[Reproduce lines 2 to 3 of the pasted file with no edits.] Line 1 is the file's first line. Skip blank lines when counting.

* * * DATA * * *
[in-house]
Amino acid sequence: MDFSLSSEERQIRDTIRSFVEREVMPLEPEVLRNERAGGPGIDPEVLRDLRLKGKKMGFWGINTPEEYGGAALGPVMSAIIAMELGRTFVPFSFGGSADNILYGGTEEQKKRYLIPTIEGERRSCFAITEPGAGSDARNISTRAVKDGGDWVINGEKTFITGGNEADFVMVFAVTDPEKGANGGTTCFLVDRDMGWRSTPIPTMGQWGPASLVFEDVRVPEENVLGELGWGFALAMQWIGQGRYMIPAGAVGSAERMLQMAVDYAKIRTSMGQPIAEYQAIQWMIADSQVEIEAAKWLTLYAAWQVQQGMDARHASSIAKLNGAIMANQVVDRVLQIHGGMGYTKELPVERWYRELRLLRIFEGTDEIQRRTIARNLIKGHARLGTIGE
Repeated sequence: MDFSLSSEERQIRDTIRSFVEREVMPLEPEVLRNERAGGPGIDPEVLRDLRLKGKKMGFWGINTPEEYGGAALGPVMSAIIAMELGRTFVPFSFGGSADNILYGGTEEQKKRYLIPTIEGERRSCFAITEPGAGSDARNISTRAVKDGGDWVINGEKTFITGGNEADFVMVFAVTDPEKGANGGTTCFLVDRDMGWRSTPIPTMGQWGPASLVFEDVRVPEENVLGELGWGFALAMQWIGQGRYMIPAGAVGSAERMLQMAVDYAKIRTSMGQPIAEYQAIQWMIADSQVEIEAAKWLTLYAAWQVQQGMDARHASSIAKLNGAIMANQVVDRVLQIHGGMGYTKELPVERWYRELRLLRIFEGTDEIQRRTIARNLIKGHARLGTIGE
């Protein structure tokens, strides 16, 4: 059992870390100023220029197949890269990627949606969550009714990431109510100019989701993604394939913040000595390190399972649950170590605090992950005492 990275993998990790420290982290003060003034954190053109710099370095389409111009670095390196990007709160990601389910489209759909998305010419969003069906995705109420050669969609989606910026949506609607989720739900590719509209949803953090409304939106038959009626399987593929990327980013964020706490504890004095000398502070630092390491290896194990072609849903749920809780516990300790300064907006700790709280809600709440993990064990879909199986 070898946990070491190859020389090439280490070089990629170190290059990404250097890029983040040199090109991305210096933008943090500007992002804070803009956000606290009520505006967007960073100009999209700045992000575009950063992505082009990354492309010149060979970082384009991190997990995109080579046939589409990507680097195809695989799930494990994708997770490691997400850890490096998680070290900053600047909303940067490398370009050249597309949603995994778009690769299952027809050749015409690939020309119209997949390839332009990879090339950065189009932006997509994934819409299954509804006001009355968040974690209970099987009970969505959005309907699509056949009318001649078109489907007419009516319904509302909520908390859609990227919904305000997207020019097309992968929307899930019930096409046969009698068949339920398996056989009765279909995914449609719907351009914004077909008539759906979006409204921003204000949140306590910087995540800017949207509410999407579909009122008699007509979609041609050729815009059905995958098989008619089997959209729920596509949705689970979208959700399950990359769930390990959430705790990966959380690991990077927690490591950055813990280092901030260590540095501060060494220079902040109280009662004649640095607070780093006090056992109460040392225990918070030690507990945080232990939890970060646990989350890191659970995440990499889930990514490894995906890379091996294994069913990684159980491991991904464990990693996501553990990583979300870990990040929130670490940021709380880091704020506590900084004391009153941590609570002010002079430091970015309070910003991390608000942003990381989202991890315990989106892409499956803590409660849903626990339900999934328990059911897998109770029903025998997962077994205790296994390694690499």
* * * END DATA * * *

Amino acid sequence: MDFSLSSEERQIRDTIRSFVEREVMPLEPEVLRNERAGGPGIDPEVLRDLRLKGKKMGFWGINTPEEYGGAALGPVMSAIIAMELGRTFVPFSFGGSADNILYGGTEEQKKRYLIPTIEGERRSCFAITEPGAGSDARNISTRAVKDGGDWVINGEKTFITGGNEADFVMVFAVTDPEKGANGGTTCFLVDRDMGWRSTPIPTMGQWGPASLVFEDVRVPEENVLGELGWGFALAMQWIGQGRYMIPAGAVGSAERMLQMAVDYAKIRTSMGQPIAEYQAIQWMIADSQVEIEAAKWLTLYAAWQVQQGMDARHASSIAKLNGAIMANQVVDRVLQIHGGMGYTKELPVERWYRELRLLRIFEGTDEIQRRTIARNLIKGHARLGTIGE
Repeated sequence: MDFSLSSEERQIRDTIRSFVEREVMPLEPEVLRNERAGGPGIDPEVLRDLRLKGKKMGFWGINTPEEYGGAALGPVMSAIIAMELGRTFVPFSFGGSADNILYGGTEEQKKRYLIPTIEGERRSCFAITEPGAGSDARNISTRAVKDGGDWVINGEKTFITGGNEADFVMVFAVTDPEKGANGGTTCFLVDRDMGWRSTPIPTMGQWGPASLVFEDVRVPEENVLGELGWGFALAMQWIGQGRYMIPAGAVGSAERMLQMAVDYAKIRTSMGQPIAEYQAIQWMIADSQVEIEAAKWLTLYAAWQVQQGMDARHASSIAKLNGAIMANQVVDRVLQIHGGMGYTKELPVERWYRELRLLRIFEGTDEIQRRTIARNLIKGHARLGTIGE